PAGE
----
Well, I guess I figured the integrated 1.4x TC added a fair bit to the cost, but perhaps not. I'm also not sure I believe the difference between a 71.4mm aperture (400/5.6) and a 100mm aperture would literally cost thousands of dollars for the front element...were talking a difference of roughly 28mm in size. I'm sure it adds to the cost, but if we take the current 100-400 f/4.5-5.6 which runs about $1800, to the 200-400 f/4 which is supposed to run around $7000...were talking a $5200 difference in price. I don't think the entire difference is allocated to glass...there is the integrated TC, R&D costs to design the thing that need to be recouped, etc.

A normal 1.4x TC costs some $500, and if we assume the built-in TC for the 200-400 is explicitly tuned for that particular lens, it probably cost more than that. Knock off $800-$1000 of the price of the 200-400 for the integrated TC, and we have a price difference of around $4300. I would NOT necessarily expect the kind of IQ from the 200-400 out of a 100-400...I'd expect it to be about as good as or maybe slightly better than the current 100-400, and there wouldn't be an integrated TC.

So, perhaps $3500 is overly hopeful...lets say $4500? Is that any more reasonable, assuming current 100-400 f/4.5-5.6 IQ, with a modern IS system? I'll certainly add that the short end really doesn't matter a wit to me...it could be 200-400, or even 250-400, if that would make it cheaper, as I rarely ever use the 100-200mm range on my current one, as I mostly photograph birds and wildlife with it.

Again, I'm just probing the pluasibility of such a lens, and currently, it seems particularly implausible at around $3500...
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jrista

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Re: Plausibility of a 100-400mm f/4 L IS USM?
« Reply #7 on: February 18, 2012, 02:11:38 PM »
Is a 100-400m f/4 a plausibility, for a "reasonable" cost around $3500 or so?

If you do what I did - buy a Sigma 120-300mm f/2.8 OS and slap a 1.4x on it...

The sigma+1.4xTC would only get me 420 on the long end. It would get me 600mm on the long end with a 2x TC, but I'm curious how much that would affect IQ...more than I'd care for, I think. I want 560 on the long end, and I would gladly take 200 or 250 on the short end without any TC, as I don't really shoot shorter than that anyway.
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jrista

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Re: Plausibility of a 100-400mm f/4 L IS USM?
« Reply #8 on: February 18, 2012, 02:17:30 PM »
both lenses are 400 f/4 at the long end, so both need at least a 100mm front element

Just to build on that... aperture diameter is focal length / f*stop, and the front element has to be at least as large as the aperture... usually more. 

Technically speaking, the aperture is the entrance pupil (physical aperture as viewed through the front element)...so the front element has to be large enough to make the aperture appear to be 100mm. Physically, the aperture would be much smaller, given the magnification factor from the diaphragm to the front element. I'm not really sure how that translates into front element surface area though...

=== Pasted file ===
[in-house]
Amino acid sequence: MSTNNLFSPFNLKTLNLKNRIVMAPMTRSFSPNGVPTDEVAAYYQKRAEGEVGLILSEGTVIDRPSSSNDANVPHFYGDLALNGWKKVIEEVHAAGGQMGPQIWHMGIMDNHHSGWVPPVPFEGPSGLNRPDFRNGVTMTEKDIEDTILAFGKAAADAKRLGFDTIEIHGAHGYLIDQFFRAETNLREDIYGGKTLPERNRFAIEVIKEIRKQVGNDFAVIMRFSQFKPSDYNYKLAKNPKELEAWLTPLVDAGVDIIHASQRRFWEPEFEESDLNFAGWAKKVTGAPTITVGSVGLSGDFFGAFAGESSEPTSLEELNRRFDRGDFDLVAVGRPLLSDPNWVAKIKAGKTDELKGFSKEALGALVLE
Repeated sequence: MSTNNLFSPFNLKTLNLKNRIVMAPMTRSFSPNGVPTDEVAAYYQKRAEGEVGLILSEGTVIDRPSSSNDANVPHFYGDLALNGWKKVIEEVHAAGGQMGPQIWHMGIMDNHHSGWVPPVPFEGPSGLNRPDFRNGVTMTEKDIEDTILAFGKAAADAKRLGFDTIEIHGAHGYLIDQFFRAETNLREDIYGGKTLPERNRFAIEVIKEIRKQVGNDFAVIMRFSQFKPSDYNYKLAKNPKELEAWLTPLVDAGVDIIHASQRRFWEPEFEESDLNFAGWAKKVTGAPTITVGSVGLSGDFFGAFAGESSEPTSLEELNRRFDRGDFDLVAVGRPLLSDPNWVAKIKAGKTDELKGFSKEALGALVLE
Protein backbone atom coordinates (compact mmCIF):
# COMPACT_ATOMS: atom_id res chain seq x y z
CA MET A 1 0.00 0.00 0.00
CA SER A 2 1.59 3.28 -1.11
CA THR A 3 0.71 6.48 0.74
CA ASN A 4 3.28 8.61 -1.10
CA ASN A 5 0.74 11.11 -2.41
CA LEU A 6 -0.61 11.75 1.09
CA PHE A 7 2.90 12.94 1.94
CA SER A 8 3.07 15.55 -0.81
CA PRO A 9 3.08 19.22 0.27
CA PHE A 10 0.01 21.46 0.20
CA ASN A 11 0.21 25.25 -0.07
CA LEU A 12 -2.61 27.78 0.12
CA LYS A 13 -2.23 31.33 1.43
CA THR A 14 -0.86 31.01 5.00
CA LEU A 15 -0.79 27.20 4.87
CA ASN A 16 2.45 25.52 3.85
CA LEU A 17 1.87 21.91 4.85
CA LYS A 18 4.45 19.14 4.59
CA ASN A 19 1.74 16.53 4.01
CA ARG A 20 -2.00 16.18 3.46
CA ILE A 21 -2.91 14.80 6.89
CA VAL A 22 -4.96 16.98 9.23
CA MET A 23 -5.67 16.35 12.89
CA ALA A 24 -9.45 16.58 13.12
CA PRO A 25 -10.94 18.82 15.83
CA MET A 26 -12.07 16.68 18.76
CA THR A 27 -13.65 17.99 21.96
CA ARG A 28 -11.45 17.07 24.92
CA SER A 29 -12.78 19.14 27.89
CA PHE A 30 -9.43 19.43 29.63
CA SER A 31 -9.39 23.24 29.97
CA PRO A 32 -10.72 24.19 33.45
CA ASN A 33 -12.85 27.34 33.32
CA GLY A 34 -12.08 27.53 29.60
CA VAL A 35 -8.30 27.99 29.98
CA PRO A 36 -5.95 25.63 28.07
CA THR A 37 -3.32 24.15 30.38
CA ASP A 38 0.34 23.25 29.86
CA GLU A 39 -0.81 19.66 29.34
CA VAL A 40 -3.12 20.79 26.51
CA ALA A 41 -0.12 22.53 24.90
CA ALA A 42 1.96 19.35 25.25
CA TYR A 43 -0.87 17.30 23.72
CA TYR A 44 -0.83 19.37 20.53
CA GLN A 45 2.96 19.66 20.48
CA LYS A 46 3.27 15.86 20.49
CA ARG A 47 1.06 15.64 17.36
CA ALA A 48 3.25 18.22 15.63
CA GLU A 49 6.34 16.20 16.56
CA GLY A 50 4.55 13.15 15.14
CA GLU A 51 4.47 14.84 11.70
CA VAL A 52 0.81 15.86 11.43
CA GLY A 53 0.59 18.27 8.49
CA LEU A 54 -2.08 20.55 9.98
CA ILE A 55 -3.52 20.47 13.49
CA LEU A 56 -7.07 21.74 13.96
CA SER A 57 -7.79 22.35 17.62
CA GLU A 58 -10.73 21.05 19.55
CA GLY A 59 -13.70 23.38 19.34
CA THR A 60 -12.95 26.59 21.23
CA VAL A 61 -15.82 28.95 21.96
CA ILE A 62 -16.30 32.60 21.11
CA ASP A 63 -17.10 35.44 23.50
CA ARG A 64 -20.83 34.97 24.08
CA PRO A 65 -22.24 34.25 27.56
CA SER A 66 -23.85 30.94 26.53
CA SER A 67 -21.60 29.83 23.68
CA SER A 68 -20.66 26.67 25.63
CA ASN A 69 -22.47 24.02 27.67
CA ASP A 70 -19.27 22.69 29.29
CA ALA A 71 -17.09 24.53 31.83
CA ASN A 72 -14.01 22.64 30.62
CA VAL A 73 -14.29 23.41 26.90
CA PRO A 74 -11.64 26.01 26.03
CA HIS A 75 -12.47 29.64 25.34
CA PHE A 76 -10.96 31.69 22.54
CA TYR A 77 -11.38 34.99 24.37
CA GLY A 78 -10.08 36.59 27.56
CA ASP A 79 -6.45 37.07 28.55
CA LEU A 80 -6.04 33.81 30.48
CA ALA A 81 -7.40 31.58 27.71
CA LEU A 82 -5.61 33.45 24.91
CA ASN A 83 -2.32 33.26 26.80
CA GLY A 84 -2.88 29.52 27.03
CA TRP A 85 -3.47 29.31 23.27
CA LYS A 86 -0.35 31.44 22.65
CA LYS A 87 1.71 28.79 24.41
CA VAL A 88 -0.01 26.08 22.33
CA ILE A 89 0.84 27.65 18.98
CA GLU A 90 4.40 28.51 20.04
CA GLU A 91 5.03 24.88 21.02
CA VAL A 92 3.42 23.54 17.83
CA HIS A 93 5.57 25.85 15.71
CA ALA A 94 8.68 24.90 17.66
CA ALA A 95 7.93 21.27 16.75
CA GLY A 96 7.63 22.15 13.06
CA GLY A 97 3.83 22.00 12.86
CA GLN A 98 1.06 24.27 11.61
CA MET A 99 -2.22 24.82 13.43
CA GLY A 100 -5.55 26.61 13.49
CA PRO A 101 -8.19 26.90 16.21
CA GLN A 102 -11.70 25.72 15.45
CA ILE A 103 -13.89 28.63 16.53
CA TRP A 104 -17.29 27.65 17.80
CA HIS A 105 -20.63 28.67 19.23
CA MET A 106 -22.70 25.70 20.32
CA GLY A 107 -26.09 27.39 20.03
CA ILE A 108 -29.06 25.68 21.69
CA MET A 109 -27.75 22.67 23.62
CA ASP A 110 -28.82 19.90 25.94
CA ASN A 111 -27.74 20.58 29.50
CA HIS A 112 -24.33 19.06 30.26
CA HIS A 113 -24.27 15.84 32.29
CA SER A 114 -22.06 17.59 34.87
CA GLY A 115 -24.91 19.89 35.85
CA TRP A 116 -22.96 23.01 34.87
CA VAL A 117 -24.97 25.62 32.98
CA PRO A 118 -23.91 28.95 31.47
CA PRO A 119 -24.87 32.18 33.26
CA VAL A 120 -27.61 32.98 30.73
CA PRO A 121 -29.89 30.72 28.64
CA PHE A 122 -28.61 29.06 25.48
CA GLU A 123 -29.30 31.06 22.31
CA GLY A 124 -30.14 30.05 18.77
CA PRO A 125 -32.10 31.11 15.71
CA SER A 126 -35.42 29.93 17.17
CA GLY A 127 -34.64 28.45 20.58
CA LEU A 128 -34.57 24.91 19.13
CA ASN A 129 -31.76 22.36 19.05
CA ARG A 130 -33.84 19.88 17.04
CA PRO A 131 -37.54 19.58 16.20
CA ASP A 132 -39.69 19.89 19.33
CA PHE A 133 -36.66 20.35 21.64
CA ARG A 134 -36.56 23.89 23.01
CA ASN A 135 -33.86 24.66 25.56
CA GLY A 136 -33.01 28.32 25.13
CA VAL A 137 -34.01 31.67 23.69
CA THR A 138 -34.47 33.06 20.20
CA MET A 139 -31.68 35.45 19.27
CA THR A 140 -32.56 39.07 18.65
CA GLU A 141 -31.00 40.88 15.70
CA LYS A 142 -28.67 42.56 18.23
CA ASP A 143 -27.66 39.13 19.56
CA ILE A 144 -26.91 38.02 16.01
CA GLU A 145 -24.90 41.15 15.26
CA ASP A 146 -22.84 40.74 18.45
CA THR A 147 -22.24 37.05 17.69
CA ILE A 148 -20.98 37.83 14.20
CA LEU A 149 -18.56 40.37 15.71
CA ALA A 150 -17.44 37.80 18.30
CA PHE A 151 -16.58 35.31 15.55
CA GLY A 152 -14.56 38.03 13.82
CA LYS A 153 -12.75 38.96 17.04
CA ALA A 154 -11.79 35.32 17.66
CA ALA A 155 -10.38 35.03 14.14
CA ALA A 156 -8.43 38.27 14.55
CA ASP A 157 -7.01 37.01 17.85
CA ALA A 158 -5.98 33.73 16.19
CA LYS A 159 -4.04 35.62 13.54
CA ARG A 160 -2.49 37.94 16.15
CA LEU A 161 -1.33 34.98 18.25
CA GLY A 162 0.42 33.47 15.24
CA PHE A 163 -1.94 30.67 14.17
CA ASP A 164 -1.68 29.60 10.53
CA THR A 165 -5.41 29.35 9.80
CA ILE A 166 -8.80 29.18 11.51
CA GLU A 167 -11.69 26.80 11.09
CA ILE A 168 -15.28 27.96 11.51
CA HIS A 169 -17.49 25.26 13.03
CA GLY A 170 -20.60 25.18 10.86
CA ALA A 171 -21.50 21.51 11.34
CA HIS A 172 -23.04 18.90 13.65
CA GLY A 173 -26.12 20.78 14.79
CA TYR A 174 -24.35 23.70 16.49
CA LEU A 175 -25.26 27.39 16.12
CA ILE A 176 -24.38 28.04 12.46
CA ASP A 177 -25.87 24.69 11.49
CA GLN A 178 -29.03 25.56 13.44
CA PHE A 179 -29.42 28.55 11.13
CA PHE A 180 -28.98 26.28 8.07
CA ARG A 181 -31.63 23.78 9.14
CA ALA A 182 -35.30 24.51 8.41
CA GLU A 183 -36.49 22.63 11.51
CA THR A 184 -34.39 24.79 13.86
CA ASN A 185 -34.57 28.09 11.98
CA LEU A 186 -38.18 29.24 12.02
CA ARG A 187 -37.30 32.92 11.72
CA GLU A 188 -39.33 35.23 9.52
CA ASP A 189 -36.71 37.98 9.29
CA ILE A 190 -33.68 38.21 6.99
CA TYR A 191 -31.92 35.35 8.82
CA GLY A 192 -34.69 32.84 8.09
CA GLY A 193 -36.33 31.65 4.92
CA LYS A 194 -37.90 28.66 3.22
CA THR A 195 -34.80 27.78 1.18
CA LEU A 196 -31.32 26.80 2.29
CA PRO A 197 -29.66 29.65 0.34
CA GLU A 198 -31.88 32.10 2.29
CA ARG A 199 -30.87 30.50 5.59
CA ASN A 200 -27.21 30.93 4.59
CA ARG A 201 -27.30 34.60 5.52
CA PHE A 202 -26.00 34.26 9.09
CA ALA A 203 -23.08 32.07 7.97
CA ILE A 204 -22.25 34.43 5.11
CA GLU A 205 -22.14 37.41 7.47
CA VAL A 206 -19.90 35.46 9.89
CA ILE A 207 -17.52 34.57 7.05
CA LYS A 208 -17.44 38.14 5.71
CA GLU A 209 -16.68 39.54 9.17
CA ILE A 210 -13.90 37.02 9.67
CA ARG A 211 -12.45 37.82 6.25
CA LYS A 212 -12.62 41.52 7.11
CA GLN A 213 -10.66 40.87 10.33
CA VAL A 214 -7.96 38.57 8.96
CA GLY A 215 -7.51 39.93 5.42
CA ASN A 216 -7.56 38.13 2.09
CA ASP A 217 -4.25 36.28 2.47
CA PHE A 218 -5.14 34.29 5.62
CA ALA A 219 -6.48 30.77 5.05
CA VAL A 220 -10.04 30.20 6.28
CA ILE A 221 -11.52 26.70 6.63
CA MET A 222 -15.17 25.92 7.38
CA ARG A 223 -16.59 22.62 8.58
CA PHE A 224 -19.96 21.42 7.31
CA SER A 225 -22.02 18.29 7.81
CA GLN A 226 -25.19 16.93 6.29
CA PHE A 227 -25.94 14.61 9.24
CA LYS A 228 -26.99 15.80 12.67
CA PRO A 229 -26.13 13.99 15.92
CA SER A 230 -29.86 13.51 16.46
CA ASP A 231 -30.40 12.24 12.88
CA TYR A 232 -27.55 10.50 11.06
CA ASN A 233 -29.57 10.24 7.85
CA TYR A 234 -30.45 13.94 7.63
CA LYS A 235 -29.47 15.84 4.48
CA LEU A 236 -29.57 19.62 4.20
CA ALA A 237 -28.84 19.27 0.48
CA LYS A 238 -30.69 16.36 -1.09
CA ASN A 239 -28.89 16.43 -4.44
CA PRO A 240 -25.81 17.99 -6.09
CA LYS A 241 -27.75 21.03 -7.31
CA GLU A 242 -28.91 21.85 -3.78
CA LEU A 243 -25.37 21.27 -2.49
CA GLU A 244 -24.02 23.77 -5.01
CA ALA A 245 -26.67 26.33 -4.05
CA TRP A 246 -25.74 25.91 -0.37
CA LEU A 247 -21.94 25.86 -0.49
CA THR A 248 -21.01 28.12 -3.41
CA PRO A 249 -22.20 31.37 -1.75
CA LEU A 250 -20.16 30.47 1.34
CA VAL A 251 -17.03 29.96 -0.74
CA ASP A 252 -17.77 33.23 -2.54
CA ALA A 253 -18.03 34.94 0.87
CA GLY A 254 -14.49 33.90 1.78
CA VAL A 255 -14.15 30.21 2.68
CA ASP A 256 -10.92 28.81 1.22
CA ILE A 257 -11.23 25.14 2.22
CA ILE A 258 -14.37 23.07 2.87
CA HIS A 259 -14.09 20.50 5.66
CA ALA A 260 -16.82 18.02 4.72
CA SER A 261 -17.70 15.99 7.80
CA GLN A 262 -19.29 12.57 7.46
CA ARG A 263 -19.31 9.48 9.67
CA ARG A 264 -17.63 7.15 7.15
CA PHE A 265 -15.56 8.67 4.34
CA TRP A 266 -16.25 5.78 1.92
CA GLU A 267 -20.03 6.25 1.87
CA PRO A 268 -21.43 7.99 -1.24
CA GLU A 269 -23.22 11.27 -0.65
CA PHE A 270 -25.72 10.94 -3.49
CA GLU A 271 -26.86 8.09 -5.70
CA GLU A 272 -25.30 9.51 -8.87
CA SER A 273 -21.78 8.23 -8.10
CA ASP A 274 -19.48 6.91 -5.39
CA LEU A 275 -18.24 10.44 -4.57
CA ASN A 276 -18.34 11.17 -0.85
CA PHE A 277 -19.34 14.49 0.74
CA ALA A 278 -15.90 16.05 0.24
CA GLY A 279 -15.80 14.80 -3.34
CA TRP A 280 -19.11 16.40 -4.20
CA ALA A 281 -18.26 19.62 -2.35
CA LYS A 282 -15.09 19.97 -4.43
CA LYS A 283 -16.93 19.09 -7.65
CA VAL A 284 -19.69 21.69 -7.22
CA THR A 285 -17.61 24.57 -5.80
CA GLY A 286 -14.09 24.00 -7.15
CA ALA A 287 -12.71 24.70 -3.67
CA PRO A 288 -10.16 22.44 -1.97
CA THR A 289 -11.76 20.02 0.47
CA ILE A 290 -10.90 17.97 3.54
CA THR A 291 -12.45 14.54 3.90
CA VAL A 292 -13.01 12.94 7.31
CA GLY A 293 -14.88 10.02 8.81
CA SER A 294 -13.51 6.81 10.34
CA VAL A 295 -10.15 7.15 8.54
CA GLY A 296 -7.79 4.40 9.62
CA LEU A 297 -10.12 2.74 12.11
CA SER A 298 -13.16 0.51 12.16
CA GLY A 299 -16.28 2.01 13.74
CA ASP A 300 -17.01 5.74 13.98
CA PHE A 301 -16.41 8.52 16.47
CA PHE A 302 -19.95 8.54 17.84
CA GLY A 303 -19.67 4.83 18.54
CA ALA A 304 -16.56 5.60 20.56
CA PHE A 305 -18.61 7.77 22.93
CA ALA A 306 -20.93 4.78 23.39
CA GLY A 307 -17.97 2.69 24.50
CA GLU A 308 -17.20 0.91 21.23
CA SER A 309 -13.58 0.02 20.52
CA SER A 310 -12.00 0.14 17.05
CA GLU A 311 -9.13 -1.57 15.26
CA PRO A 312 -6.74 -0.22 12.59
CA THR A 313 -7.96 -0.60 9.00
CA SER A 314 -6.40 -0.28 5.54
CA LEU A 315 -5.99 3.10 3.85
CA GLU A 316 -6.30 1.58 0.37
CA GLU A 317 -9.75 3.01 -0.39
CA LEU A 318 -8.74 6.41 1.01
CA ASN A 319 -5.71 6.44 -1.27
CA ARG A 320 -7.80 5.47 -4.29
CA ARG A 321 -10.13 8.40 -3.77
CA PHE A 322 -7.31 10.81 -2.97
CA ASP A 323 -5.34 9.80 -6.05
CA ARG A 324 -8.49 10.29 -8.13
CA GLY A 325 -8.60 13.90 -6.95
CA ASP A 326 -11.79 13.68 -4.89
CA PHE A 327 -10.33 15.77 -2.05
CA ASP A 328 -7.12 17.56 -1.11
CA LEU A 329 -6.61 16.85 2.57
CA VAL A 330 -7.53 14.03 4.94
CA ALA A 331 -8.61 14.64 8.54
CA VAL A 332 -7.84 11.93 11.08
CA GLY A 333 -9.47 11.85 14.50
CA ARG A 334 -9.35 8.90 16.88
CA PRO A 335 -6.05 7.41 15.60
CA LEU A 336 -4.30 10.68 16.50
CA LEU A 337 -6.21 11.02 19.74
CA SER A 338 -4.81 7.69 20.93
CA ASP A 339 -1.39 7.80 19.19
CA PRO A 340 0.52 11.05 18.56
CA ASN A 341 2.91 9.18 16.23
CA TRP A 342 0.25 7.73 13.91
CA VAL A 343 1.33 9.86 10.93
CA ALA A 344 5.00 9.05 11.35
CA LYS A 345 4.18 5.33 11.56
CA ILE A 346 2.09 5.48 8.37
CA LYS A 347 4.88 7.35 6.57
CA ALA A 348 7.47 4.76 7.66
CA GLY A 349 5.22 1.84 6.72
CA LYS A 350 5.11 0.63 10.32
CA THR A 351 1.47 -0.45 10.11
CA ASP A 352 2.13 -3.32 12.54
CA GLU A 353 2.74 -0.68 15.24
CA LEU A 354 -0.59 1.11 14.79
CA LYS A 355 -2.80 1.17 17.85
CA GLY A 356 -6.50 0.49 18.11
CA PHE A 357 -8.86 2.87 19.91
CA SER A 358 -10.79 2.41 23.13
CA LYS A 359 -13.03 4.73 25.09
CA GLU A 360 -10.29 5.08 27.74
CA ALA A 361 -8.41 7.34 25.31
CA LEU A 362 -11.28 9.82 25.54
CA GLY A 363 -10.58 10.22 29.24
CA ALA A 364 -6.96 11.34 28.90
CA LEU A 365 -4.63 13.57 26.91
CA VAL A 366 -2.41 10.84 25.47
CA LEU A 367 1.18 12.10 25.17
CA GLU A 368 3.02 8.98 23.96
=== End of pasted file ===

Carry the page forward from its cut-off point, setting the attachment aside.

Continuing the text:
So a 400mm f/4 requires a 100mm aperture...
a 400mm f/5.6 is 72mm

Physically, each stop (f4>5.6) requires 2x the surface area of glass of every element.
Generally, each stop means ~2x the weight and ~2x the cost.

I know it would require roughly that much more surface area for the front element...but I'm skeptical it would need that much for every element...the point is to magnify the entrance pupil to appear to be 100mm when observed through the front of the lens, not actually make the physical diameter of the aperture 100mm.

So, assuming similar build and quality, features, and nothing fancy like Diffractive Optics, a 100-400 f/4 will be in the same ballpark from a weight and cost standpoint as 200-400 f/4 or a 300-400 f/4.

Personally, I'd love to see an anything-400 f/5.6 that's less than half the weight and less than half the cost as the 200-400 f/4... with the latest generation of IS, a twist zoom, and compacts to the length of the 70-300L (and those specs are physically possible to achieve).

Totally agreed, I don't actually need 100mm on the short end. I could do with 200, even 250mm, without a built-in TC. The desire is to have a lens that can go from 400mm on the long end to 560mm on the long end with a 1.4x TC, improving its versatility without pushing cost beyond reach. Its too bad all of Canon's pro bodies, including the 7D, don't support AF at f/8. I'd gladly take a 250-400 f/5.6 w/o integrated TC, slap on a 1.4x, and use it from 350-560 f/8 for birding...if it cost around $3500-$4000.
« Last Edit: February 18, 2012, 02:20:15 PM by jrista »
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Re: Plausibility of a 100-400mm f/4 L IS USM?
« Reply #9 on: February 18, 2012, 03:08:00 PM »
It would get me 600mm on the long end with a 2x TC, but I'm curious how much that would affect IQ...more than I'd care for, I think.

That's not what I'm finding.